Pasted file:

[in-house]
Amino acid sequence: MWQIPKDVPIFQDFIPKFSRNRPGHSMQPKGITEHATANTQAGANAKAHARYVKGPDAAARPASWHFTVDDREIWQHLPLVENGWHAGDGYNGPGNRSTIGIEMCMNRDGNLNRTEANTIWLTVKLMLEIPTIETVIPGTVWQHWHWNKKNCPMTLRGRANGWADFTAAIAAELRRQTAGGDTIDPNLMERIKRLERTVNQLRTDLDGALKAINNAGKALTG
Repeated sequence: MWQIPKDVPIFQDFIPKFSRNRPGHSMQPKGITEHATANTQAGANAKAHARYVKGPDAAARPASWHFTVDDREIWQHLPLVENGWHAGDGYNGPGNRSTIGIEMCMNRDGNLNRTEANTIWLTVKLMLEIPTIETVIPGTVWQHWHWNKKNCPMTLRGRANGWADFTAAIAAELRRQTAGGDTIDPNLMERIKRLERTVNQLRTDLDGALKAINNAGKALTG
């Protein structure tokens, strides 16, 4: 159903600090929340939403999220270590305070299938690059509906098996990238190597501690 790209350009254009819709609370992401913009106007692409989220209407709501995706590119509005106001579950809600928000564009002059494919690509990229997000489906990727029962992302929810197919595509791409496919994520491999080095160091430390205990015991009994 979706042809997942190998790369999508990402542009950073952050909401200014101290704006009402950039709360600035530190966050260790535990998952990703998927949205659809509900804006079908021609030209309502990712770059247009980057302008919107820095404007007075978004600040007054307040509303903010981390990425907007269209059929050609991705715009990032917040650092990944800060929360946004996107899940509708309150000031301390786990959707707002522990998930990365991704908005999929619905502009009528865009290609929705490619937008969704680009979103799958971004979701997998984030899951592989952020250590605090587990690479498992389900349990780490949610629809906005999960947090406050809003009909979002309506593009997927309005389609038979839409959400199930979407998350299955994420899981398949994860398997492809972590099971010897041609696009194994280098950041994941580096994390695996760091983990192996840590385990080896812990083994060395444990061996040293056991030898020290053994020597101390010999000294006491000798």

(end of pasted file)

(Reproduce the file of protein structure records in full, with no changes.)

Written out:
[in-house]
Amino acid sequence: MWQIPKDVPIFQDFIPKFSRNRPGHSMQPKGITEHATANTQAGANAKAHARYVKGPDAAARPASWHFTVDDREIWQHLPLVENGWHAGDGYNGPGNRSTIGIEMCMNRDGNLNRTEANTIWLTVKLMLEIPTIETVIPGTVWQHWHWNKKNCPMTLRGRANGWADFTAAIAAELRRQTAGGDTIDPNLMERIKRLERTVNQLRTDLDGALKAINNAGKALTG
Repeated sequence: MWQIPKDVPIFQDFIPKFSRNRPGHSMQPKGITEHATANTQAGANAKAHARYVKGPDAAARPASWHFTVDDREIWQHLPLVENGWHAGDGYNGPGNRSTIGIEMCMNRDGNLNRTEANTIWLTVKLMLEIPTIETVIPGTVWQHWHWNKKNCPMTLRGRANGWADFTAAIAAELRRQTAGGDTIDPNLMERIKRLERTVNQLRTDLDGALKAINNAGKALTG
């Protein structure tokens, strides 16, 4: 159903600090929340939403999220270590305070299938690059509906098996990238190597501690 790209350009254009819709609370992401913009106007692409989220209407709501995706590119509005106001579950809600928000564009002059494919690509990229997000489906990727029962992302929810197919595509791409496919994520491999080095160091430390205990015991009994 979706042809997942190998790369999508990402542009950073952050909401200014101290704006009402950039709360600035530190966050260790535990998952990703998927949205659809509900804006079908021609030209309502990712770059247009980057302008919107820095404007007075978004600040007054307040509303903010981390990425907007269209059929050609991705715009990032917040650092990944800060929360946004996107899940509708309150000031301390786990959707707002522990998930990365991704908005999929619905502009009528865009290609929705490619937008969704680009979103799958971004979701997998984030899951592989952020250590605090587990690479498992389900349990780490949610629809906005999960947090406050809003009909979002309506593009997927309005389609038979839409959400199930979407998350299955994420899981398949994860398997492809972590099971010897041609696009194994280098950041994941580096994390695996760091983990192996840590385990080896812990083994060395444990061996040293056991030898020290053994020597101390010999000294006491000798």